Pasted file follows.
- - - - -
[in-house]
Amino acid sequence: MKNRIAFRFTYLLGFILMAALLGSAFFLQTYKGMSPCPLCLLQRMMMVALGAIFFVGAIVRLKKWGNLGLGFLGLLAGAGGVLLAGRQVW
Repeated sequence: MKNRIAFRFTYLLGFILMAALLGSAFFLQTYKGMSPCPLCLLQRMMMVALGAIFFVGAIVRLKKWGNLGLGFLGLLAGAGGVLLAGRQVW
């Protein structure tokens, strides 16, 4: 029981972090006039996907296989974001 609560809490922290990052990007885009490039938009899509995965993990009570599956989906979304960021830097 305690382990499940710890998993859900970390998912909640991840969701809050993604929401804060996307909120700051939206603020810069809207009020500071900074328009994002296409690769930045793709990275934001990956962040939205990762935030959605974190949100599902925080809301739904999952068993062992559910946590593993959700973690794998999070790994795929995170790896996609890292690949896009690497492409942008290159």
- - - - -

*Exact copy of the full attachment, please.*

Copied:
[in-house]
Amino acid sequence: MKNRIAFRFTYLLGFILMAALLGSAFFLQTYKGMSPCPLCLLQRMMMVALGAIFFVGAIVRLKKWGNLGLGFLGLLAGAGGVLLAGRQVW
Repeated sequence: MKNRIAFRFTYLLGFILMAALLGSAFFLQTYKGMSPCPLCLLQRMMMVALGAIFFVGAIVRLKKWGNLGLGFLGLLAGAGGVLLAGRQVW
């Protein structure tokens, strides 16, 4: 029981972090006039996907296989974001 609560809490922290990052990007885009490039938009899509995965993990009570599956989906979304960021830097 305690382990499940710890998993859900970390998912909640991840969701809050993604929401804060996307909120700051939206603020810069809207009020500071900074328009994002296409690769930045793709990275934001990956962040939205990762935030959605974190949100599902925080809301739904999952068993062992559910946590593993959700973690794998999070790994795929995170790896996609890292690949896009690497492409942008290159």